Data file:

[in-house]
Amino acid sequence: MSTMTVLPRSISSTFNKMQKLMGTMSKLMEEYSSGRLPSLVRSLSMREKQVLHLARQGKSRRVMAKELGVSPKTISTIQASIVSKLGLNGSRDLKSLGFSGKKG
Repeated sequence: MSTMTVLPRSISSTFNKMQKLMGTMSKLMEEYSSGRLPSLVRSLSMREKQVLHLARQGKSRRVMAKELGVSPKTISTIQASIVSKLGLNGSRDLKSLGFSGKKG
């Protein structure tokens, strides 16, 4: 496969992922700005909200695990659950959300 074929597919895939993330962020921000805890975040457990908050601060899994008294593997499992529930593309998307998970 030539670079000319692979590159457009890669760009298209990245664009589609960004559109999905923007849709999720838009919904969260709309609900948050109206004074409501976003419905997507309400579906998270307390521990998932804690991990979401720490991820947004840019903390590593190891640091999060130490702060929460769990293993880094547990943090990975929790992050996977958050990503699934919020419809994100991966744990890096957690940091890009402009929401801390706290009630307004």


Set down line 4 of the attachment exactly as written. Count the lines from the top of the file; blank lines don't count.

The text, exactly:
């Protein structure tokens, strides 16, 4: 496969992922700005909200695990659950959300 074929597919895939993330962020921000805890975040457990908050601060899994008294593997499992529930593309998307998970 030539670079000319692979590159457009890669760009298209990245664009589609960004559109999905923007849709999720838009919904969260709309609900948050109206004074409501976003419905997507309400579906998270307390521990998932804690991990979401720490991820947004840019903390590593190891640091999060130490702060929460769990293993880094547990943090990975929790992050996977958050990503699934919020419809994100991966744990890096957690940091890009402009929401801390706290009630307004």